Bigger isn’t always better when it comes to career development

It’s a common assumption that due to the size of their operations, small businesses offer little to nothing when it comes to career development. As a result, for talented employees who are looking for their next challenge, the choice between small business over big business can often see small businesses come in at second place.

In actual fact, however, small businesses present a unique opportunity for the very best talent to contribute, grow and succeed in ways far beyond the parameters of a job description, and this is often something that big businesses are not able to cater for. Where a large corporate is a great place to develop functional experts, small businesses can be the perfect breeding ground for well-rounded business leaders.

The key to retaining talent in a small business environment lies in a couple of things. Firstly, as a small business owner, it’s important to acknowledge the potential in your team. Who are the individuals that have the stretch and capability in them to take on future roles within your business as it grows and expands? Once you’ve clearly identified your superstars, it’s then a case of putting in place some simple strategies to keep them on board and help bring out the best they have to offer.

A good place to start is to understand what motivates each individual. Every employee will have their own definition of what makes a successful and fulfilling career. It’s not just about moving up the ladder to greater seniority. In fact, a lateral move can be just as challenging and motivating as a vertical one, so never overlook your existing team for roles at the same level in a different area within your business.

Most likely, the factors that will motivate your employees will be more to do with the development opportunities available and the new experiences they can gain. Talk about expectations from the start and find creative ways to meet theirs; allow them to ‘indulge’ in tasks that they’re passionate about to unlock their potential as the business grows.

As obvious as it may seem, if you have long-term plans for someone, tell them! It’s often not until it’s too late i.e. when your talented employee hands in their resignation, that they’re made aware of all the big plans you had in store for them. Share your strategy and how they fit into the future success of your business so they feel part of something bigger than their day-to-day role. For a high-potential employee, knowing that they have an exciting future ahead with your business will make them more likely to want to stick around to see it come to fruition.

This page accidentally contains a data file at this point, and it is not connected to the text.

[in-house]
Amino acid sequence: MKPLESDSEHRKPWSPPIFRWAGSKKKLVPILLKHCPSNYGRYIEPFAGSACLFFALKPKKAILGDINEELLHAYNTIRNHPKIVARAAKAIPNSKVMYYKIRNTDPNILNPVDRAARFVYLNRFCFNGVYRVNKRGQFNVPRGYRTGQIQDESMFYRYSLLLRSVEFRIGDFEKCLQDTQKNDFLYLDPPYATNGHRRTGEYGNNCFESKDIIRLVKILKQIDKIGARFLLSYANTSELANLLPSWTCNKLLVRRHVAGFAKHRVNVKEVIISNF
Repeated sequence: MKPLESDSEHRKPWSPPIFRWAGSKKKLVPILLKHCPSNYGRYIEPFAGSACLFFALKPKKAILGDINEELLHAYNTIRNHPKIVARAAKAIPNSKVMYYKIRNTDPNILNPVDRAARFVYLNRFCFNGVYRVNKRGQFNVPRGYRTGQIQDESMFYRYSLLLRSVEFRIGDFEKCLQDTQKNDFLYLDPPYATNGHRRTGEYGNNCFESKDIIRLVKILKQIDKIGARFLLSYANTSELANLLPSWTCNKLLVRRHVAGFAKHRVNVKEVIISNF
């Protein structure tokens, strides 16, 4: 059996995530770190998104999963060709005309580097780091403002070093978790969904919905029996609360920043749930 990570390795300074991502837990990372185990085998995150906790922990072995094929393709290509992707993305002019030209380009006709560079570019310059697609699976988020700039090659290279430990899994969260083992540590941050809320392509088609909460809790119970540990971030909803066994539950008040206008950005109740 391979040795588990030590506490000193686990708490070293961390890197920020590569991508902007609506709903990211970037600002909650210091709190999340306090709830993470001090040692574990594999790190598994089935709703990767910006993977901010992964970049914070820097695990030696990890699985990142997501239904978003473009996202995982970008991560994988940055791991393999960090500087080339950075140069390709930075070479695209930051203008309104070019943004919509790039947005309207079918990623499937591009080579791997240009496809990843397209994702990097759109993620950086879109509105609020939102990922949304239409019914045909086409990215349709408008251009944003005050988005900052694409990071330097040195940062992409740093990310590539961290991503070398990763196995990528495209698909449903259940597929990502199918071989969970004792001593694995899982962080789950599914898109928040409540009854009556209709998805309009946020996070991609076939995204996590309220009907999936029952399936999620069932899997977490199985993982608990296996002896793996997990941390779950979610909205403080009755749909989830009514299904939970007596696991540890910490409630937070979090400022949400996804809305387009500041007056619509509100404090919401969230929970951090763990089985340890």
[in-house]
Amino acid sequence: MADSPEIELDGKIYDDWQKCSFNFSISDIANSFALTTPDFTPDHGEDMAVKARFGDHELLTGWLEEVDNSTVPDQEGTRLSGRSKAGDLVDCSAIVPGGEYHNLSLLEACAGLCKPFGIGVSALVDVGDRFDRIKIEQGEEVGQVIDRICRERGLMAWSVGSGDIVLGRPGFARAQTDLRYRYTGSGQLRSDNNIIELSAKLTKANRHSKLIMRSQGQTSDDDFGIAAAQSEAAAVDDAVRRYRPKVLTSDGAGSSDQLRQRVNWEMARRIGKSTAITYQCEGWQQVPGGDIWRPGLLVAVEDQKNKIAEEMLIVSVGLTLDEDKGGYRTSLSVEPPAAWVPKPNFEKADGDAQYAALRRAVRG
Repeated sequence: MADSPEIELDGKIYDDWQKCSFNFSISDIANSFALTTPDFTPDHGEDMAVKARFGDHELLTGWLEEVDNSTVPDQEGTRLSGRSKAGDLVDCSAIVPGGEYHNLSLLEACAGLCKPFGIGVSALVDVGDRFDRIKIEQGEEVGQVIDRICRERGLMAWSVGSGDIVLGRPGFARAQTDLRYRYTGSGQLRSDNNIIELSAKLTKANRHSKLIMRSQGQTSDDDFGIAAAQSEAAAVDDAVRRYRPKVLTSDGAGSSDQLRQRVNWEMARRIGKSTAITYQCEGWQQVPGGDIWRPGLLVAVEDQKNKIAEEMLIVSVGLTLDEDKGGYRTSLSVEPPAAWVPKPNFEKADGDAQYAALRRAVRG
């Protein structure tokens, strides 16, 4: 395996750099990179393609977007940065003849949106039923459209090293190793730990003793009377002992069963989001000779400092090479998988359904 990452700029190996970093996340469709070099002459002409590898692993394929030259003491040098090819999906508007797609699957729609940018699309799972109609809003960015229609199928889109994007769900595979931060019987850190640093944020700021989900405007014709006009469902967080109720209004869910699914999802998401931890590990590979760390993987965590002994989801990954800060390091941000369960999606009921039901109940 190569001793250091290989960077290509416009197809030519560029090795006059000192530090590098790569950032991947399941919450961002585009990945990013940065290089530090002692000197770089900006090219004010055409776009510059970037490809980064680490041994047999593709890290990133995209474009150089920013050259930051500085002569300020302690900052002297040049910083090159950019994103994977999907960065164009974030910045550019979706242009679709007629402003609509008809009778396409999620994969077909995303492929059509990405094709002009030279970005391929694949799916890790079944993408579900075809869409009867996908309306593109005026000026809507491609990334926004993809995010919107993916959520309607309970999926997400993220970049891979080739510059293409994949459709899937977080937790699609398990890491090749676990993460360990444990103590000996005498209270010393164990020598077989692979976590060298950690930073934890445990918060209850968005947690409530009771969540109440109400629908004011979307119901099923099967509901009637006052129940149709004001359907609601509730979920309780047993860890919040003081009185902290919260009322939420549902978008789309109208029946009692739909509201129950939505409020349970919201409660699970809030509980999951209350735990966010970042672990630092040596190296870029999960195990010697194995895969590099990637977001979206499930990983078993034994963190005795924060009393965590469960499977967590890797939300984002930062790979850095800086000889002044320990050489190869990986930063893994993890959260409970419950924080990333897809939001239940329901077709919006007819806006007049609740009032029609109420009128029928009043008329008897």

A great retention method is to give your talent ownership and get them involved in the decision-making process as much as possible (even if not part of their day-to-day role). For example, have your key talent involved in the recruitment of new team members or gain their input on planning budgets and strategies. This will help broaden their skill set and provide the development/stretch they may be looking for.

Finally, don’t underestimate the gesture of appreciation. High performing individuals are generally self-motivated and the challenge of a role is often rewarding enough. However, like anyone, if they’re not acknowledged appropriately for their contributions and made to feel unappreciated, then there’s a good chance that they’ll start to mentally ‘check-out’ from your business and go look elsewhere for the things you’re not providing. Equally as important is to be aware that money talks, so do your research and be sure that you’re offering competitive salaries and incentives.

Big businesses may have the size and structure to support the traditional view of ‘career development’ but small businesses, contrary to common belief, can help create diverse and genuinely fulfilling careers for their people too, and ultimately retain their well-rounded superstars for the future success of their business.

Janelle McKenzie and Abiramie Sathiamoorthy are the founders of HR firm E&I People Solutions.




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